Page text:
1952: Bishop Bilodeau visits a québécois prison to hear the confession of a boyhood friend jailed for murder 40 years ago. The inmates force the prelate to watch a play depicting what really happened in 1912. We meet him as a young man, strait-laced, intent on convincing Simon (now the convict) to join the seminary with him. Vallier, the son of an impoverished and eccentric countess, loves Simon and he is drawn to Vallier, but in fear of his father's wrath for kissing Vallier during drama rehearsal, Simon courts a visiting Parisian, asking her to marry him. Vallier, encouraged by his mother, attends the engagement party to declare his love for Simon. And what does the watchful Bilodeau do?Written by
The confession will take place in the chapel.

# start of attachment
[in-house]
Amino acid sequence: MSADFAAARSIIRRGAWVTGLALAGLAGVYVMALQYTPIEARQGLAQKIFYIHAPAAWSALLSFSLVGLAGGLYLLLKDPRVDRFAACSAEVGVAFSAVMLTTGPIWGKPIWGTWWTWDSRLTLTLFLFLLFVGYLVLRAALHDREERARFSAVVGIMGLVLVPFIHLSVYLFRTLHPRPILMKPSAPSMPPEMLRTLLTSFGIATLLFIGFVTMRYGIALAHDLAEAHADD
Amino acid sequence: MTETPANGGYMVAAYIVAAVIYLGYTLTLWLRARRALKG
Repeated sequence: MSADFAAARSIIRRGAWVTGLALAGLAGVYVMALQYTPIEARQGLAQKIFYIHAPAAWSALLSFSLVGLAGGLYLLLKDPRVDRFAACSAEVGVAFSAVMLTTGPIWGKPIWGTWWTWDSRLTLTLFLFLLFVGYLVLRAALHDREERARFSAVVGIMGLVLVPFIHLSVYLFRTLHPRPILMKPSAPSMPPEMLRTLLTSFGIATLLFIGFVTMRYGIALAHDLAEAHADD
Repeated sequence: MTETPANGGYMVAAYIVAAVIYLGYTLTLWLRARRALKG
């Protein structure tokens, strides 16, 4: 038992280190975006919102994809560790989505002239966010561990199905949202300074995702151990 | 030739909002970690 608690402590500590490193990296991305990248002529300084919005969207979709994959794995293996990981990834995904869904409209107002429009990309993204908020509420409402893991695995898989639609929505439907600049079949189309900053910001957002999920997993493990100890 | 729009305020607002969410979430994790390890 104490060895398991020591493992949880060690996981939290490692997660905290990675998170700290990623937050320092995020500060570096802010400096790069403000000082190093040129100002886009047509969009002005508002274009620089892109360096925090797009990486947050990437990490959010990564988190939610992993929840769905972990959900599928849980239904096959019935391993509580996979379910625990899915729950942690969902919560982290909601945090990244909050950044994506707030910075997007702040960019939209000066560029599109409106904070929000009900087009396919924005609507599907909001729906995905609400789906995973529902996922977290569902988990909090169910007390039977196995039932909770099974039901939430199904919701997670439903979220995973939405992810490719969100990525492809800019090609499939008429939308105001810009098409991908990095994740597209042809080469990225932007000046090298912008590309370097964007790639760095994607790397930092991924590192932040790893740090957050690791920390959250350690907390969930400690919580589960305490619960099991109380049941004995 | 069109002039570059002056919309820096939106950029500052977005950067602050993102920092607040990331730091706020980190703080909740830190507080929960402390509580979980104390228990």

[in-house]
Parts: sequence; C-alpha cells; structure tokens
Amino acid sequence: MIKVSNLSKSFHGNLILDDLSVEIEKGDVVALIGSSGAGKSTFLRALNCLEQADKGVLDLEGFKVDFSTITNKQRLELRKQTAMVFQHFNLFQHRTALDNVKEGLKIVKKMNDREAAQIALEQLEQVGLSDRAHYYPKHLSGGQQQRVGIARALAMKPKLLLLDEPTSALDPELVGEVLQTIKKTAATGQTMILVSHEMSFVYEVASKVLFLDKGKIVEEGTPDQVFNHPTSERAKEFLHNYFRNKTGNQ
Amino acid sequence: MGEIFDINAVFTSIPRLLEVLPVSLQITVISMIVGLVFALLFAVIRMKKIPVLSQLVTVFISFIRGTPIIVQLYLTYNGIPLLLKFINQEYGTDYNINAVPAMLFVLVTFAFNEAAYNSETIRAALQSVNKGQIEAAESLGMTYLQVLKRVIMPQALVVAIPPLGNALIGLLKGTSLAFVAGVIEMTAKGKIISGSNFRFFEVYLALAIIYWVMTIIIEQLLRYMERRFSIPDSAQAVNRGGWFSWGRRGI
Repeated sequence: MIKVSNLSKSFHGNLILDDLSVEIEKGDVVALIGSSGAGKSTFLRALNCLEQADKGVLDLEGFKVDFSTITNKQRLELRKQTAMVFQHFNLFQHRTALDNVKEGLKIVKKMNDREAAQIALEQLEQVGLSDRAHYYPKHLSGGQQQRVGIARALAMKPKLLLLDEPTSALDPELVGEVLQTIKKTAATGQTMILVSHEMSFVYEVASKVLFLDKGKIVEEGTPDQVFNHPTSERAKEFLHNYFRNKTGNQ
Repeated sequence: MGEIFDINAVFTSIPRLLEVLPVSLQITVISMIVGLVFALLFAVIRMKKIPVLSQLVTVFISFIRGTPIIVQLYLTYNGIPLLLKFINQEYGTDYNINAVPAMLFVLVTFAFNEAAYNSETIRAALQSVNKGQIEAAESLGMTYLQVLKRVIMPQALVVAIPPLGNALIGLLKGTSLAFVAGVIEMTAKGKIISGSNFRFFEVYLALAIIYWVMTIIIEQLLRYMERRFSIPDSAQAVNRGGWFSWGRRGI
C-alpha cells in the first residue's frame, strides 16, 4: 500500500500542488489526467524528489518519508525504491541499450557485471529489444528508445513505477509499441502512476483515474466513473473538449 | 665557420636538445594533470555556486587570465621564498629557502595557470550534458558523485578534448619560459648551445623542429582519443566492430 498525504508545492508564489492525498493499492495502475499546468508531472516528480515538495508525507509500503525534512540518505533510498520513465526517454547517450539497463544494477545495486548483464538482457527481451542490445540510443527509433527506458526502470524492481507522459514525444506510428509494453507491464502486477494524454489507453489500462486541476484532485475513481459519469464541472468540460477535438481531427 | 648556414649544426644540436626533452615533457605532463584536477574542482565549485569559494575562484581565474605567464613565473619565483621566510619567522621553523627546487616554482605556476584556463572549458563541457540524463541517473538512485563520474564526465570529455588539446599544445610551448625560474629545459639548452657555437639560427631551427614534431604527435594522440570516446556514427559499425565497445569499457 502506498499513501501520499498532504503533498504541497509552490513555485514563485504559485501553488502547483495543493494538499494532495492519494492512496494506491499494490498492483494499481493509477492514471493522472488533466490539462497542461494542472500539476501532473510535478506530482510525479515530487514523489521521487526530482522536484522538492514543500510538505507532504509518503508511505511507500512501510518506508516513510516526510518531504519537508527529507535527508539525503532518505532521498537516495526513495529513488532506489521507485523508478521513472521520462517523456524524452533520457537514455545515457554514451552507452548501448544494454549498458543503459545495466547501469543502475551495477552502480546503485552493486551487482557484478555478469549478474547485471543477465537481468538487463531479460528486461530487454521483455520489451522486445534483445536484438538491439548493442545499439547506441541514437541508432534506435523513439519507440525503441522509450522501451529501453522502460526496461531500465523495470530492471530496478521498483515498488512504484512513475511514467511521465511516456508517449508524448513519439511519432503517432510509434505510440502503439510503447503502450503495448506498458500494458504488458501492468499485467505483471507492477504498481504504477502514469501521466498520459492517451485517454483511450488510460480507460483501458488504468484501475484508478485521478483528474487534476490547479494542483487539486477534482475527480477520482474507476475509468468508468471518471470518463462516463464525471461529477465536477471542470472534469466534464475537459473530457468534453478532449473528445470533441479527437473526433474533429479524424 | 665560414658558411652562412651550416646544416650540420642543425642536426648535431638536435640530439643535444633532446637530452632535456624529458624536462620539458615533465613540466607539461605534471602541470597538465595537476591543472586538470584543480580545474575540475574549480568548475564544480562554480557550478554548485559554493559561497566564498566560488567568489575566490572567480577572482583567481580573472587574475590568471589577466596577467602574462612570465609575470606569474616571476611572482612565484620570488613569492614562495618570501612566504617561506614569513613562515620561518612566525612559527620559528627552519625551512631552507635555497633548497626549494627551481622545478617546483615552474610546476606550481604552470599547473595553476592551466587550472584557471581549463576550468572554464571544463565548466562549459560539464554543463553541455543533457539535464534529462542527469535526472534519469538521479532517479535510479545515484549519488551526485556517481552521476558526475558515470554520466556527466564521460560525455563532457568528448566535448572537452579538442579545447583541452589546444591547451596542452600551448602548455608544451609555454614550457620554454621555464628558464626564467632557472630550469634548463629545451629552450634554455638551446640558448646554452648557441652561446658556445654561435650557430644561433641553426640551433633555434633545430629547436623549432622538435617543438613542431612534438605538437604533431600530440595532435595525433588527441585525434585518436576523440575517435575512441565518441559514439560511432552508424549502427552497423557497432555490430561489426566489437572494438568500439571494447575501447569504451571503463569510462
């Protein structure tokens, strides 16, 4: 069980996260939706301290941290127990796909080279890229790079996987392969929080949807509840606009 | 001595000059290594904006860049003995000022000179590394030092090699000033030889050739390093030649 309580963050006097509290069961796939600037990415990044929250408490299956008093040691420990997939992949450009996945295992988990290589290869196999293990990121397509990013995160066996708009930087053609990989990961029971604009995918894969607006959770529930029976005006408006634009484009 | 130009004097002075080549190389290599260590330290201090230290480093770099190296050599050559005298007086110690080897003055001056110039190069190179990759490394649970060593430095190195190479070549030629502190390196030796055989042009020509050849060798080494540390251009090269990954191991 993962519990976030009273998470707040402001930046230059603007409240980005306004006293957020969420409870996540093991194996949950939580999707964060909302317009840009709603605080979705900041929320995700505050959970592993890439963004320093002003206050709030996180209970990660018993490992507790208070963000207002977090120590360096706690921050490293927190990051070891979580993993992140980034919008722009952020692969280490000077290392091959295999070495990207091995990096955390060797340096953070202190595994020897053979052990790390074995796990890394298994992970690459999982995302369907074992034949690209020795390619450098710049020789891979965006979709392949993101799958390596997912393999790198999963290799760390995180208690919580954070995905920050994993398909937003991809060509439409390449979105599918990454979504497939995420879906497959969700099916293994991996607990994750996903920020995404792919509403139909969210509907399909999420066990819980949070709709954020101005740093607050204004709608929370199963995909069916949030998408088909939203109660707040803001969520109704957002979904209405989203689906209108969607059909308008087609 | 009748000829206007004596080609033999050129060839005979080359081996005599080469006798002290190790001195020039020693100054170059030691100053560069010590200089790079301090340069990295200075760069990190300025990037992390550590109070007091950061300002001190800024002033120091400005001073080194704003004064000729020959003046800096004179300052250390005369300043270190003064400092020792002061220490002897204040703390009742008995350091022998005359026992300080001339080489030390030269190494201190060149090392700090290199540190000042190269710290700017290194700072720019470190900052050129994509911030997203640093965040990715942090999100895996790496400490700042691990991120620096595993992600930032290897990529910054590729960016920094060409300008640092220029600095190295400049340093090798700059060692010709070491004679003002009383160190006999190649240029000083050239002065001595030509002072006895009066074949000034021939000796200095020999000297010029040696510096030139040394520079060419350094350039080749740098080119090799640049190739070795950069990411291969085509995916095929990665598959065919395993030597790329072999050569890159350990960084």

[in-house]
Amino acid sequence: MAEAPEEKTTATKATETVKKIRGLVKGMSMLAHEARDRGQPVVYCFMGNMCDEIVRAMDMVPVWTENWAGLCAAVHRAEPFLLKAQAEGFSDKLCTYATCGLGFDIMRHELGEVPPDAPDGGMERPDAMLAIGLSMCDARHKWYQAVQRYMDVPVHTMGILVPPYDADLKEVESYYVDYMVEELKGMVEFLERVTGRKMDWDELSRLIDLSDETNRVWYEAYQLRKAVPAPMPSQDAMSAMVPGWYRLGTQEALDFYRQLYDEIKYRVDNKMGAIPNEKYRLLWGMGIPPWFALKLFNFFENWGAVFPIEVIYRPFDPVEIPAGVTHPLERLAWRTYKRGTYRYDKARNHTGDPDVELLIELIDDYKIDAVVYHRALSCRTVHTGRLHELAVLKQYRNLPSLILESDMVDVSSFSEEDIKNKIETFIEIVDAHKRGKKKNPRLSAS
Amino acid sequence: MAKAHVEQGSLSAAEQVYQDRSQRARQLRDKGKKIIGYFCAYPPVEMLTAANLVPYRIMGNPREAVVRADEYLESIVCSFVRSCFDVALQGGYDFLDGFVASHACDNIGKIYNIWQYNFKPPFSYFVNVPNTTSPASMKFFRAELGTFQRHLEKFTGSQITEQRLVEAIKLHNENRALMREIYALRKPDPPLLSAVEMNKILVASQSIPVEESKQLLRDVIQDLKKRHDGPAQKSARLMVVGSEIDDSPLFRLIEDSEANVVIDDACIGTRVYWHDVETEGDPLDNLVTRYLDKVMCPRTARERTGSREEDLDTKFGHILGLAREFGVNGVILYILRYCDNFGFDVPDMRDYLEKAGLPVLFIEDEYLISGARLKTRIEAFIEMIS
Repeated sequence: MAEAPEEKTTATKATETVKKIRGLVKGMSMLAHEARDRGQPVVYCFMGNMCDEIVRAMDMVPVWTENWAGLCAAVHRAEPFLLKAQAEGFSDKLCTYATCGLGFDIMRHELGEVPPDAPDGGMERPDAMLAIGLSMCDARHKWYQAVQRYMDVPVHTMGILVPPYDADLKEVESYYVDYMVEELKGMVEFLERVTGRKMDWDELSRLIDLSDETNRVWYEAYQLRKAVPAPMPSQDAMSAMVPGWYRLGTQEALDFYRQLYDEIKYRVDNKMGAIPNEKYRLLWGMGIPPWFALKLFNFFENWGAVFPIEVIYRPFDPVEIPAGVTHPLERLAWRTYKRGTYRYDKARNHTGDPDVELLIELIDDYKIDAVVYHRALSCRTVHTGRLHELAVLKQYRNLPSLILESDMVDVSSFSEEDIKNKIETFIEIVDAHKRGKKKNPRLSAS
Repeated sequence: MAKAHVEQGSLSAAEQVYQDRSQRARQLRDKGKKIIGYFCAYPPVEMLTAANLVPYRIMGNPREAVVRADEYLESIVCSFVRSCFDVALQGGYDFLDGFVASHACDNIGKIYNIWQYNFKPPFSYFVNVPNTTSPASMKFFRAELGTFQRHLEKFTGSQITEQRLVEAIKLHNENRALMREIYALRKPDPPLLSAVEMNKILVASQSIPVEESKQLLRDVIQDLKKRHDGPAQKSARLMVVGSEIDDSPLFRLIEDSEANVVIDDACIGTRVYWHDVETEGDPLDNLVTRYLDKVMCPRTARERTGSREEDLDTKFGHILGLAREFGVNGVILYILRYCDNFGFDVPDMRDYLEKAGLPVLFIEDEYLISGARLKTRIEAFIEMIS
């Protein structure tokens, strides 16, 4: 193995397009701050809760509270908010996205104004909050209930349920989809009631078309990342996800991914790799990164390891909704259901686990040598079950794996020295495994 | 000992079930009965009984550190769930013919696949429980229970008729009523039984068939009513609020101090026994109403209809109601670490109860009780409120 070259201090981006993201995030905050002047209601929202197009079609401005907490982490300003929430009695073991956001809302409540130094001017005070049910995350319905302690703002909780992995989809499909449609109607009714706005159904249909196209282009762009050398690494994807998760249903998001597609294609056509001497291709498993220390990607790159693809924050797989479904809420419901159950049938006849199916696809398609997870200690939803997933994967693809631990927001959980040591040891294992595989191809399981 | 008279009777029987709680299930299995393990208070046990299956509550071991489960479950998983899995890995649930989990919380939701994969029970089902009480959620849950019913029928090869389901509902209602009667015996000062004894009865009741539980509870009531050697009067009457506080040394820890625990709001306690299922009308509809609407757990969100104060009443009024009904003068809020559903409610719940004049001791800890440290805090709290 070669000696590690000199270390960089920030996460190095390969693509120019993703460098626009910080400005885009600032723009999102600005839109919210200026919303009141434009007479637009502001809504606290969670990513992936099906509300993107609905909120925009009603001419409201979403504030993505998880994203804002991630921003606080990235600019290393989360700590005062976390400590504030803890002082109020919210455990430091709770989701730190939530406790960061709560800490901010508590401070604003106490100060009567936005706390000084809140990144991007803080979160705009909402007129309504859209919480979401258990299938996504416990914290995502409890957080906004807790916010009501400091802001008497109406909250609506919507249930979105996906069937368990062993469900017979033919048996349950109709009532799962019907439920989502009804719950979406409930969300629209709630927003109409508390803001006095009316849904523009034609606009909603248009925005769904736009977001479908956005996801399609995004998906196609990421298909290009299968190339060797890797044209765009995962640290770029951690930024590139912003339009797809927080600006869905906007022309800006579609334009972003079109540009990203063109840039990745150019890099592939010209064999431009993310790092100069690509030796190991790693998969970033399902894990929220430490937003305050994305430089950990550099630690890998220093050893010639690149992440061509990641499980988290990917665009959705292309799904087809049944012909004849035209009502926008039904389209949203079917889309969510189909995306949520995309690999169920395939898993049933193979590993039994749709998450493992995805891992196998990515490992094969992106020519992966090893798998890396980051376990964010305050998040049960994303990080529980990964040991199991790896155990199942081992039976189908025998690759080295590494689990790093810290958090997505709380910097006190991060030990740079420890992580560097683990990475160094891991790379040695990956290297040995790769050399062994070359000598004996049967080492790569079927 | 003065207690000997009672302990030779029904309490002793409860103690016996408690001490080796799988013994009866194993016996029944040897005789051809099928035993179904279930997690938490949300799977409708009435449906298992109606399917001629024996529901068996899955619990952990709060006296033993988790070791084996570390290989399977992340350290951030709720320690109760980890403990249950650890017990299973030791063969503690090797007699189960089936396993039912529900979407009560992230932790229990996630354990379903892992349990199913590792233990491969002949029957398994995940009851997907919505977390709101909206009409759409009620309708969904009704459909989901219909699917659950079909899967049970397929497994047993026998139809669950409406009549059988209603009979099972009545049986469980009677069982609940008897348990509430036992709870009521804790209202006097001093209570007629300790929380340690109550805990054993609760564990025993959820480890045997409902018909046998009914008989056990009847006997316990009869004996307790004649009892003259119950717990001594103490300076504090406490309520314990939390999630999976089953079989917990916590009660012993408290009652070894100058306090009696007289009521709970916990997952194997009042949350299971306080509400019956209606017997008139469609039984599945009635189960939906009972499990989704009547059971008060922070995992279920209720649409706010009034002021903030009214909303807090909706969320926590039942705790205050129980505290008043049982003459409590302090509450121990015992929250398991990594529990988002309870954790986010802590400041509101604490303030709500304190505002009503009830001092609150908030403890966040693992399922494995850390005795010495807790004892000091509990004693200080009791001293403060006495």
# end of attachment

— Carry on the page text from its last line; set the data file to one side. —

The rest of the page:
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A haunting poetic tragic doomed love affair
After a spate of disappointing gay films in the mid 90's, Lilies appeared from Canada as a fresh bouquet presenting a refreshing change of pace. Improving upon the play its based on, Lilies uses various cinematic conventions to its advantage, with cuts between prison re-enactments and the actual events given seamlessly and often artisticly breathtaking. The use of cross gender casting (this is an all male film) is humorous to a degree, but never in a mocking drag queen tone. We come to believe these men are really women. And the coming of age love story at the center of the plot, done to death by so many other films, is achingly tender.
It was once said that gay work has to have someone die in it and this film is no exception. But the deaths portrayed here and the long hidden betrayal finally revealed are handled quite effectively. The artifice involved only adds an extra layer of beauty upon the story. A remarkable acheivement.
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